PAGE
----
March is a month when a lot of big things are happening on the Santee Cooper lakes. Some huge largemouth will be caught as they move to the shallows, the stripers begin their annual run up the lake and into the river, and crappie fishing gets into high gear. Of course, the catfish will bite, and some shellcrackers are usually taken late in the month. 

Probably the biggest news for many will be the great largemouth fishing in the shallow waters of both lakes. 

Steve Packs at Packs Landing said that bass are usually biting very well throughout the upper end of Lake Marion. He said with ample water — we’ve had plenty of rain this winter — Packs and Elliots flats, as well as into the swamps, should provide good bass fishing and ideal habitat.

“Some big bass will be caught using live bait such as big shiners around the cover and on the flats,” said Pack (803-452-5514). “In addition, crankbaits, spinnerbaits and bottom-bumping lures will work well. 

“This can be the time of year when the water conditions change quickly, so my best advice is to be ready to make changes in terms of where and how you fish. We’ll often have water dingier than the lower end of the lake, but that can work to a fisherman’s advantage for bass fishing.”

Further downlake, guide Inky Davis said this will be a great month to catch huge bass in shallow water from Jacks Creek and all the way to the Wilson Dam.

“Last year, we caught some really big fish during March,” Davis said. “Typically, the largemouth will be moving into the shallows in a prespawn stage, and some will actually spawn if we get enough warm weather to get the water temperature up. Often, the largest of the bass will spawn early, so fishermen need to be on the lake during March.”

Davis (803-478-7289) said a variety of baits, including bottom-bumping creature baits, worms, spinnerbaits and crankbaits will all produce in shallow water down to eight feet deep.

Stripers are another important part of March fishing, and Pack said plenty of stripers should be moving up the river.

“We’ll catch stripers on herring, both cut and live herring, as they move up the river,” he said. “During early March, when the stripers are first moving up the river, the best bait will typically be cut herring. We fish it along the edges of the river as well as around drops or holes in the flats off the river. 

“The fish often tend to move in schools, so fishermen may have some quick bursts of action followed by slower periods, then another flurry of activity. But if I’m not getting bites, I’ll move up or down the river, or into the flats, to find good striper action.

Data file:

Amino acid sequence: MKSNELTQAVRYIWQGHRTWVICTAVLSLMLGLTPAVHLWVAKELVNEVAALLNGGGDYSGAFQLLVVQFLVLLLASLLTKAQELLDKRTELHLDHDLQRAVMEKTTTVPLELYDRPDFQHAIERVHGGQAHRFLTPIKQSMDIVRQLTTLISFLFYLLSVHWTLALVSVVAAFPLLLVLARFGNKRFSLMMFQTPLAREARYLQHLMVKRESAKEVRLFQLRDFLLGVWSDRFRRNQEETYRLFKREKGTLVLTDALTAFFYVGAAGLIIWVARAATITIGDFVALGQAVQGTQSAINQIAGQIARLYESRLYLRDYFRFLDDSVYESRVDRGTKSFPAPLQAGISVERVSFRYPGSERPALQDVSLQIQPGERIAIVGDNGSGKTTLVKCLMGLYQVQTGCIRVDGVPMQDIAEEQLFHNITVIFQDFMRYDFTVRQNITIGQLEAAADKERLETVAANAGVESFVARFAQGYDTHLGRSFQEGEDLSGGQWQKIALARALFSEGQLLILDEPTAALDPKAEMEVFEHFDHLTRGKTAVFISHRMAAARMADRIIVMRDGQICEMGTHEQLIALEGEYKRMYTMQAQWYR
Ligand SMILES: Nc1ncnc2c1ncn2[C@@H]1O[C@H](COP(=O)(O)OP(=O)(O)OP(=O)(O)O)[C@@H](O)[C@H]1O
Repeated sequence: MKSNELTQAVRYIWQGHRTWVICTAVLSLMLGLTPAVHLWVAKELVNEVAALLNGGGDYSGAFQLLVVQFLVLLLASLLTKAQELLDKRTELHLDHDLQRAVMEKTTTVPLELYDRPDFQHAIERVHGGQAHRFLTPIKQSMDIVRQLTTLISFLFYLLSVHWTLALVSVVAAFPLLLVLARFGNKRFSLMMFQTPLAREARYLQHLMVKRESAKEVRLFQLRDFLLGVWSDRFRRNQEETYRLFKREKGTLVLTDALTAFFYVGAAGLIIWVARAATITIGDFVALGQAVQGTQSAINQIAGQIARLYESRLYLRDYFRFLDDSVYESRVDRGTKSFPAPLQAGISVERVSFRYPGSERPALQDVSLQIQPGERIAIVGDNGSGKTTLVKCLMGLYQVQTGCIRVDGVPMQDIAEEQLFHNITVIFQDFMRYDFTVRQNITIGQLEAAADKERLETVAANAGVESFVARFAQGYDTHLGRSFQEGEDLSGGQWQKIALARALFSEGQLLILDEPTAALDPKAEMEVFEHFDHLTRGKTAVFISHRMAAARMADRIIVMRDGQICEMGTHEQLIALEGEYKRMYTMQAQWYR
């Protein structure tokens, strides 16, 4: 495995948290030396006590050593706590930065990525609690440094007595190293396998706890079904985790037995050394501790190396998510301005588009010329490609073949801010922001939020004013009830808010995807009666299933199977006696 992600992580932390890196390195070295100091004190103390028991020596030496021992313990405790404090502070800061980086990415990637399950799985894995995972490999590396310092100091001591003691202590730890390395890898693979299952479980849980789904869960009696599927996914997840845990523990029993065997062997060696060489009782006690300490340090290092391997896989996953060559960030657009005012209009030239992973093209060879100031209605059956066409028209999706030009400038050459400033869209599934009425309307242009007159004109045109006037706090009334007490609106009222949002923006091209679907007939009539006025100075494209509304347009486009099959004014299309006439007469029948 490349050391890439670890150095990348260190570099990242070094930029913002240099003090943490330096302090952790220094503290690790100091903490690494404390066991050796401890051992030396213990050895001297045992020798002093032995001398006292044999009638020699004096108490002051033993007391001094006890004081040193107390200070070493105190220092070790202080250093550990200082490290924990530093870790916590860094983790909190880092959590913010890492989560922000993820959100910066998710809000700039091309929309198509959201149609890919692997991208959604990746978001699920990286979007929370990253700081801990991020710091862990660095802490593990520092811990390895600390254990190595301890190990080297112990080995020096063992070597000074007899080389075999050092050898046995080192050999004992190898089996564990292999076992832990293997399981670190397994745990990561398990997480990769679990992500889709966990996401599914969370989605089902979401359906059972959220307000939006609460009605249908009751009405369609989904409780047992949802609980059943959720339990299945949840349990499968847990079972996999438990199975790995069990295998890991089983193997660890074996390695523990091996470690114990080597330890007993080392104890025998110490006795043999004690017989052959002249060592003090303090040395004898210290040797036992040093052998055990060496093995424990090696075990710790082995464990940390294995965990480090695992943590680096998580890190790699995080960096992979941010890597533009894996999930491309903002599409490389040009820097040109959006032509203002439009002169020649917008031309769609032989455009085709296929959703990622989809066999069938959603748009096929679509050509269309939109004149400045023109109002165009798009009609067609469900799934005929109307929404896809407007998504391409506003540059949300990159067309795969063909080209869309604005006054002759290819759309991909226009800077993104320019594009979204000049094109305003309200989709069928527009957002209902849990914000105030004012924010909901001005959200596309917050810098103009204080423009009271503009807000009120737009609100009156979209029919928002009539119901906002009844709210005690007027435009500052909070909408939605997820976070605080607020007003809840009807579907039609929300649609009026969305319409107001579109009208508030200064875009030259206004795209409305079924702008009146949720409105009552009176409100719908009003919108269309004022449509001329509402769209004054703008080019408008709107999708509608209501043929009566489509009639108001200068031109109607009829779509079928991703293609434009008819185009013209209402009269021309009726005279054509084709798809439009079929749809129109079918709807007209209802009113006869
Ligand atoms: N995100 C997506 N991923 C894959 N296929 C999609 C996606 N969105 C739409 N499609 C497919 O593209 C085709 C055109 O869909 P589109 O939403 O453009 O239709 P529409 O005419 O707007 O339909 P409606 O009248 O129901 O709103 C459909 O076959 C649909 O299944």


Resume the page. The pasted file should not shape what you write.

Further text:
“Although the cut bait works best early in the season and live bait later as they move back down the river, I’ll generally use some live bait now as well, because sometimes a big striper will prefer that,” he said. “We also catch some monster catfish while fishing for stripers. If I were fishing for catfish during March, I do the same thing I do for stripers, so it’s a bonus to hook into those big cats. 

“We’re looking for a good season in 2014. There are a lot of stripers in the lake, and quite a few legal-sized, 26-inch fish, were caught during the fall and winter down the lake and in Lake Moultrie. That gives us hope for some big fish this spring.”

Guide Kevin Davis said the Diversion Canal is usually site of some striper action in early March; the current there is one of the big attractions.

“Not all of the stripers move up the lake early in March,” said Davis. “We’ll catch some good stripers in the canal using cut herring as well as casting bucktails around the rock when we have ample current.

“In addition we’ll have big bass in the shallows in Lake Moultrie, and there will be a lot of hawg largemouth caught around shallow cover such as weeds, trees and stumps. Also, a good number of quality crappie are typically caught as well, with a lot of these fish gradually moving towards the shallow water. The exact depths crappies will be caught will change during the month as the water temperature rises and the fish move shallower. 

“This is certainly a month I’d refer to as a ‘moving’ month, because a lot of species are beginning to make the migration toward shallow water. If the water warms up quick enough we’ll also see some action on those huge shellcrackers.”

Davis (843-312-3080) added that the catfish action should be good on the lower end of Lake Marion and in Lake Moultrie at a variety of depths. He said anchoring and fan-casting around the boat near a deeper hole in shallow water or near a windblown shoreline as well as drift-fishing the deeper water will produce good results. Herring is usually the choice bait, but cut perch is also excellent.

“Often, the big blues will begin to get into shallow water in March, where the action can be sensational,” he said.